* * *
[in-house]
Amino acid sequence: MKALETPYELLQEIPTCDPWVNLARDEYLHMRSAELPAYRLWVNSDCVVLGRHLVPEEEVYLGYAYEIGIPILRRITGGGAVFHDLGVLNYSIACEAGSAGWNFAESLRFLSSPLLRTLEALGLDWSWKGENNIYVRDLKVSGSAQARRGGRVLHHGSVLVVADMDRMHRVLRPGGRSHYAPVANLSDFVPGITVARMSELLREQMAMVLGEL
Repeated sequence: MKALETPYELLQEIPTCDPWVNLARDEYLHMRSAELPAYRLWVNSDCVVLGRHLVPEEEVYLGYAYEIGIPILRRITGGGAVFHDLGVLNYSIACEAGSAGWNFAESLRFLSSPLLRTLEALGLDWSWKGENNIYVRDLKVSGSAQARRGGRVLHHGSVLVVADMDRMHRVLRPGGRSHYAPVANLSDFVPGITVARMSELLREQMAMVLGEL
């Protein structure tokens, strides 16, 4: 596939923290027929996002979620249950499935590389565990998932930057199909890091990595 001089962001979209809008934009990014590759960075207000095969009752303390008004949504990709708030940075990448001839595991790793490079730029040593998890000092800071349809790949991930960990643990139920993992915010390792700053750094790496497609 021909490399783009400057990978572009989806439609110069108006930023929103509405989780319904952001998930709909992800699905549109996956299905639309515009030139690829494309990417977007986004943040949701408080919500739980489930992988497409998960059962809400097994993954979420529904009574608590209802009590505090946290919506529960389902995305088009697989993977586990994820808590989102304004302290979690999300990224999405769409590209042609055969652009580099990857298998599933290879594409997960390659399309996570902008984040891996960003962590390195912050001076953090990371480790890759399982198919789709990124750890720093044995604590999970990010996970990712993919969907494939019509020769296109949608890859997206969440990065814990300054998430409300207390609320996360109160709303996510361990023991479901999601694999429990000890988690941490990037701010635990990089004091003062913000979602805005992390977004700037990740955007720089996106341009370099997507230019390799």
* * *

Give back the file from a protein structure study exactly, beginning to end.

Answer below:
[in-house]
Amino acid sequence: MKALETPYELLQEIPTCDPWVNLARDEYLHMRSAELPAYRLWVNSDCVVLGRHLVPEEEVYLGYAYEIGIPILRRITGGGAVFHDLGVLNYSIACEAGSAGWNFAESLRFLSSPLLRTLEALGLDWSWKGENNIYVRDLKVSGSAQARRGGRVLHHGSVLVVADMDRMHRVLRPGGRSHYAPVANLSDFVPGITVARMSELLREQMAMVLGEL
Repeated sequence: MKALETPYELLQEIPTCDPWVNLARDEYLHMRSAELPAYRLWVNSDCVVLGRHLVPEEEVYLGYAYEIGIPILRRITGGGAVFHDLGVLNYSIACEAGSAGWNFAESLRFLSSPLLRTLEALGLDWSWKGENNIYVRDLKVSGSAQARRGGRVLHHGSVLVVADMDRMHRVLRPGGRSHYAPVANLSDFVPGITVARMSELLREQMAMVLGEL
């Protein structure tokens, strides 16, 4: 596939923290027929996002979620249950499935590389565990998932930057199909890091990595 001089962001979209809008934009990014590759960075207000095969009752303390008004949504990709708030940075990448001839595991790793490079730029040593998890000092800071349809790949991930960990643990139920993992915010390792700053750094790496497609 021909490399783009400057990978572009989806439609110069108006930023929103509405989780319904952001998930709909992800699905549109996956299905639309515009030139690829494309990417977007986004943040949701408080919500739980489930992988497409998960059962809400097994993954979420529904009574608590209802009590505090946290919506529960389902995305088009697989993977586990994820808590989102304004302290979690999300990224999405769409590209042609055969652009580099990857298998599933290879594409997960390659399309996570902008984040891996960003962590390195912050001076953090990371480790890759399982198919789709990124750890720093044995604590999970990010996970990712993919969907494939019509020769296109949608890859997206969440990065814990300054998430409300207390609320996360109160709303996510361990023991479901999601694999429990000890988690941490990037701010635990990089004091003062913000979602805005992390977004700037990740955007720089996106341009370099997507230019390799």